Figure3 The picture on the left shows a colorized image of the bacterial filaments (in blue) interspersed within sediment material (brown). Source. The multicellular filaments presumably function as cables that to transmit electrons generated during the oxidation of hydrogen sulfide in the deeper sediment layers to the upper layer where oxygen is reduced to water. Source.

Although all the experimental evidence presented in the Pffefer report is indirect, the results do support a model whereby multicellular filaments function as electric cables to couple the oxidation of sulfide to the reduction of oxygen in the sediments. Still, the centimeter distances that electrons are presumed to travel along the filaments defy our current understanding of biological electron transfer. Thus, more work is needed to demonstrate that these filamentous bacteria do in fact transport electrons along their length and at the rates required to couple the sulfide and oxic layer reactions.  It is also important to note that the experiments described in the report did not rule out the involvement, either directly or indirectly, of other microbes and/or other mechanisms of electron transfer. For example, when the filament connections were physically disrupted, other microbial connections (such as nanowire networks) might have been disrupted as well. The model also implies that the metabolic activities of the filaments are stratified along their length, with cells at one end oxidizing sulfide and supplying electrons to the oxygen-reducing cells located in the opposite end of the filament. Other members of the family Desulfobulbaceae family are known to oxidize sulfide with oxygen serving as a terminal electron acceptor, so the same microbe could indeed catalyze both metabolic reactions.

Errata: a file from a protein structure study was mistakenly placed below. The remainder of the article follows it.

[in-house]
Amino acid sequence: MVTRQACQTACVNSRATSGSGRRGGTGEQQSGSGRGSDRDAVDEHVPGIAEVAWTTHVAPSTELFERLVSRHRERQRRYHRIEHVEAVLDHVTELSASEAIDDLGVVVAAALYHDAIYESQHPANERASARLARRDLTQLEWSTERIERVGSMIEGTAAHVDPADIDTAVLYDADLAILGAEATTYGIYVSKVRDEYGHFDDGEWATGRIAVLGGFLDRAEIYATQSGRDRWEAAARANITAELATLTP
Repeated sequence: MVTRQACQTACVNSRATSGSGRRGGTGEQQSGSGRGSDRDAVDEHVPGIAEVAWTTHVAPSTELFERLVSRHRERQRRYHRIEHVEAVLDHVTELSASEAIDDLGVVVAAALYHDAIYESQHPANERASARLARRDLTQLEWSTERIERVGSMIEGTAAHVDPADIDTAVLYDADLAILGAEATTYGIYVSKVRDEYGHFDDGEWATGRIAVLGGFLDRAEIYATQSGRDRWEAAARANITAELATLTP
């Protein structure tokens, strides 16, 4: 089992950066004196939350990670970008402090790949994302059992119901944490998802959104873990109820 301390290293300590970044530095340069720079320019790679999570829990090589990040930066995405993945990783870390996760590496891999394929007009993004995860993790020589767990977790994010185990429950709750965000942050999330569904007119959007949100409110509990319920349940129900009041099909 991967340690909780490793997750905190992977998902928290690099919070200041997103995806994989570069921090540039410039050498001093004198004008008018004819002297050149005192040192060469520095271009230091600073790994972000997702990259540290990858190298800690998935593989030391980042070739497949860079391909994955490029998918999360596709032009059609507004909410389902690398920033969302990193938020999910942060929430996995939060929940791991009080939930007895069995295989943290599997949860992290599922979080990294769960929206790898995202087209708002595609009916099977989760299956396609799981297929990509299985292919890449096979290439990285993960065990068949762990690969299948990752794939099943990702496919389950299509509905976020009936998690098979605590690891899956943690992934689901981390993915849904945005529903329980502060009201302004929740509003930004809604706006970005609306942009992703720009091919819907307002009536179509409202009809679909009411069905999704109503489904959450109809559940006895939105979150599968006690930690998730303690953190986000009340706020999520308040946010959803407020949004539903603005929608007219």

Despite the many questions that still remain unanswered, the available evidence presents a compelling and thought-provoking model of bacterial filaments behaving as living, centimeter-long electric cables. As discoveries go, this one is quite electrifying (pun intended and acknowledged). I simply cannot guess what the answers will be. Regardless, I look forward to the next installment in this series!


Gemma is associate professor in the Department of Microbiology and Molecular Genetics, Michigan State University and an Associate Blogger at STC.

Pfeffer C, Larsen S, Song J, Dong M, Besenbacher F, Meyer RL, Kjeldsen KU, Schreiber L, Gorby YA, El-Naggar MY, Leung KM, Schramm A, Risgaard-Petersen N, & Nielsen LP (2012). Filamentous bacteria transport electrons over centimetre distances. Nature, 491 (7423), 218-21 PMID: 23103872

Nielsen LP, Risgaard-Petersen N, Fossing H, Christensen PB, & Sayama M (2010). Electric currents couple spatially separated biogeochemical processes in marine sediment. Nature, 463 (7284), 1071-4 PMID: 20182510


flexible tube feet end in suckers that may grip things in the floor of the ocean, sometimes sea urchins use those tube feet to pick up some items